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ASEAN ANALYSIS  16 September 2010

Justice on the march in Asean

By David Swartzentruber
AseanAffairs   16 September 2010

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In unrelated occurrences today, legal authorities in the Philippines and Cambodia took steps to bring to justice persons charged with crimes in a recent and long-standing case.

The recent case was in the Philippines where the justice secretary announced she will seek criminal and administrative charges against at least 10 officials, police and journalists following on the killing of eight Hong Kong tourists held hostage on a Manila tourist bus in August.

Justice secretary Leila de Lima did not identify those to be charged or state the charges but said “sanctions” would be sought against the individuals in the inept response to free the hostages.

Immediately after the incident, some speculated that the hostages were killed by aberrant police gunfire but interviews with surviving passengers indicated the hostage-taker, who is also dead, had killed them.

The justice secretary’s investigating panel will send the recommendations to President Aquino and it will fall on his shoulders to act on the recommendations.

Some distance from the Philippines, the Extraordinary Chambers in the Courts of Cambodia announced the indictments of four senior Khmer Rouge leaders on charges of genocide, war crimes and crimes against humanity during the Khmer Rouge period in the late 1970s. An estimated 1.7 million Cambodians, 20 percent of the country’s population at the time, died through starvation, disease, exhaustion from overwork or execution.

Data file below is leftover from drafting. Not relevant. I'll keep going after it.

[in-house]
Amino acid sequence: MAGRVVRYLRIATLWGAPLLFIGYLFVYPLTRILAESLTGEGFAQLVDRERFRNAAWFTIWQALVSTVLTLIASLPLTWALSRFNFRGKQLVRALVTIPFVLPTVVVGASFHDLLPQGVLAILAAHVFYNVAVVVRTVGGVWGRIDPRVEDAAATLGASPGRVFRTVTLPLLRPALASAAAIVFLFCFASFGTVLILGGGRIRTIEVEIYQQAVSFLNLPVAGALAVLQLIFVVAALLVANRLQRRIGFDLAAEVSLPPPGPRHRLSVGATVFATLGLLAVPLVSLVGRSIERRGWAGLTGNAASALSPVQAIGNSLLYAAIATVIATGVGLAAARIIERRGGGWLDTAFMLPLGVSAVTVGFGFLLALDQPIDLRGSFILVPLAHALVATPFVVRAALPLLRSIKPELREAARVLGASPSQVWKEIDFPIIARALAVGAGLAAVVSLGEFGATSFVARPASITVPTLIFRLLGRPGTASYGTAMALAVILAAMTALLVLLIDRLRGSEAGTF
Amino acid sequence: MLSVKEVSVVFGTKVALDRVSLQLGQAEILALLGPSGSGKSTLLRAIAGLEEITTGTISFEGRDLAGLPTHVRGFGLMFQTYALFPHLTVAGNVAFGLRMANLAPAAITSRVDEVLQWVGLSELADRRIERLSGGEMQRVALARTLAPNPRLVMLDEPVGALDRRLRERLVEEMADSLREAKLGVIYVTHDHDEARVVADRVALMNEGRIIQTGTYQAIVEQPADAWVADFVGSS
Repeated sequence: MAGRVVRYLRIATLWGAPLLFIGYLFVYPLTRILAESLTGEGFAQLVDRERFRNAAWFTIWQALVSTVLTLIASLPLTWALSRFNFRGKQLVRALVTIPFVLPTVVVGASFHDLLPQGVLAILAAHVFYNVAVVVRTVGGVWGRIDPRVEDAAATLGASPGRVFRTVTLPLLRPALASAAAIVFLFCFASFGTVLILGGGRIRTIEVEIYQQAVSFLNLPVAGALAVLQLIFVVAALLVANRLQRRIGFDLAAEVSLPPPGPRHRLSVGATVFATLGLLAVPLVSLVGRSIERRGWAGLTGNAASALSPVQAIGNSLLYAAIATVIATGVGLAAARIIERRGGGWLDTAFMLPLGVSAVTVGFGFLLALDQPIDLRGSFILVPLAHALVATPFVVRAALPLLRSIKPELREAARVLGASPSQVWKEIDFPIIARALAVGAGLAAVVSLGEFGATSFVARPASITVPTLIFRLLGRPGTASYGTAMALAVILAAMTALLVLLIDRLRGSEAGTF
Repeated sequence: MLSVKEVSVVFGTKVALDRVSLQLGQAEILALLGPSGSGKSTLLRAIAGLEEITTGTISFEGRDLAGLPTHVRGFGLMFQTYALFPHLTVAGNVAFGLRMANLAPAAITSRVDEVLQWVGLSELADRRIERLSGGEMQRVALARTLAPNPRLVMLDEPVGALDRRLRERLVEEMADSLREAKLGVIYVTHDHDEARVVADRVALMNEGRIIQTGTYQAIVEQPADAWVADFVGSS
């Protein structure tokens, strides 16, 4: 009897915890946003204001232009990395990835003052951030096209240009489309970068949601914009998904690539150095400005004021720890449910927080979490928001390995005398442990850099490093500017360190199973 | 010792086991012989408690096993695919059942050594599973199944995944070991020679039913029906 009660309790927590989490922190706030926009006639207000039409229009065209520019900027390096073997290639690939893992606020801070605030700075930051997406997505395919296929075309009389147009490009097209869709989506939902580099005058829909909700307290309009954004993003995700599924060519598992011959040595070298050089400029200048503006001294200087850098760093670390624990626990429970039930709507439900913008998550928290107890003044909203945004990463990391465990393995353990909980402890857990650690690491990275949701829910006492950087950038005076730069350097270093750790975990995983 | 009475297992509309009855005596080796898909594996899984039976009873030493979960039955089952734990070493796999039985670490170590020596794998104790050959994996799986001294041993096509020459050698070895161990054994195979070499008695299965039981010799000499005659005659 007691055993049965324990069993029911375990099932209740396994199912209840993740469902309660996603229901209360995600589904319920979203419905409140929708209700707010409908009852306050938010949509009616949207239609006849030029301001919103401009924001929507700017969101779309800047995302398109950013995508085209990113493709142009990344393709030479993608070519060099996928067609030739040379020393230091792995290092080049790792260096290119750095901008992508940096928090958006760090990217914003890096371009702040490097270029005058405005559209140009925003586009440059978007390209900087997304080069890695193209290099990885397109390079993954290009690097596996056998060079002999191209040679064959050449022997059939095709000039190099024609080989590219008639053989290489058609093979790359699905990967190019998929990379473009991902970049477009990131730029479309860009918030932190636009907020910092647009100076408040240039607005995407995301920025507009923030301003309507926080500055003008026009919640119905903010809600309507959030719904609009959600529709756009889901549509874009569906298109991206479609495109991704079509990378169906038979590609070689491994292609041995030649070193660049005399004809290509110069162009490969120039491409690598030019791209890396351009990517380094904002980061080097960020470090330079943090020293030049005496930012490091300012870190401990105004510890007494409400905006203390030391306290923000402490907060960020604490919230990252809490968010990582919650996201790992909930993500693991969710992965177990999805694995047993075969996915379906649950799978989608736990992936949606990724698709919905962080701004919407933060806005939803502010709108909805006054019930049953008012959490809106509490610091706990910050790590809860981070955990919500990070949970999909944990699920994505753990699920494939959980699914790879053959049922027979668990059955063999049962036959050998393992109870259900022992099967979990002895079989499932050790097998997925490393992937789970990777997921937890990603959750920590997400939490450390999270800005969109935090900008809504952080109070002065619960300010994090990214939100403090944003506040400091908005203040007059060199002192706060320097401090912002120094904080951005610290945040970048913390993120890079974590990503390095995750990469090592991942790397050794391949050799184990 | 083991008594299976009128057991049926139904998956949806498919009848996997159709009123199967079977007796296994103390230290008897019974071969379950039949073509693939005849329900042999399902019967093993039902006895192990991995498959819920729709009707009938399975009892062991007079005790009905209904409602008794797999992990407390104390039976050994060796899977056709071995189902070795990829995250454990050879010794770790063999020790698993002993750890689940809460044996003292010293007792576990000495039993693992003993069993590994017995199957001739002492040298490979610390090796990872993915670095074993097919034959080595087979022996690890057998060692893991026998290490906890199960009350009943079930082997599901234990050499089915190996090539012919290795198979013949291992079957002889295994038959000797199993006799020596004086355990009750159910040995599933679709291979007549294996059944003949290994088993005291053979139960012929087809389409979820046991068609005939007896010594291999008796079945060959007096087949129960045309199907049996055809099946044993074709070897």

The tribunal judges issued the indictment three days before a September 19 deadline to hand down the indictments in this second prosecution of surviving members of the Khmer Rouge. The first trial convicted the prison chief Duch.

Those indicted were: former Brother No. 2 Nuon Chea, head of state Khieu Samphan, foreign minister Ieng Sary and his wife, social action minster Khieu Thirith. The quartet have been in custody since 2007.

The legal basis for the indictments is the 1956 Cambodian penal code, which was in place during the Khmer Rouge’s 1975-1979 rule. The episode is one of the 20th century’s great tragedies. Those accused have disputed the charges and have refused to cooperate with investigators. UN officials indicate the trial will start by mid-2011.

Developing countries such as the Philippines and Cambodia, often lack the will power to enforce laws in the same manner as western nations with a longer legal tradition, however, in these instances, external pressures seemed to have forced their hand.

In the Philippines, the loudest outrage over the mishandled rescue attempt came from Hong Kong and it was widely publicized. The United Nations prodded the Cambodian government to take legal action against the ageing Khmer Rouge defendants to ensure that the tragic events could be put to rest for those Cambodians who lost family members during the rule of the Khmer Rouge.


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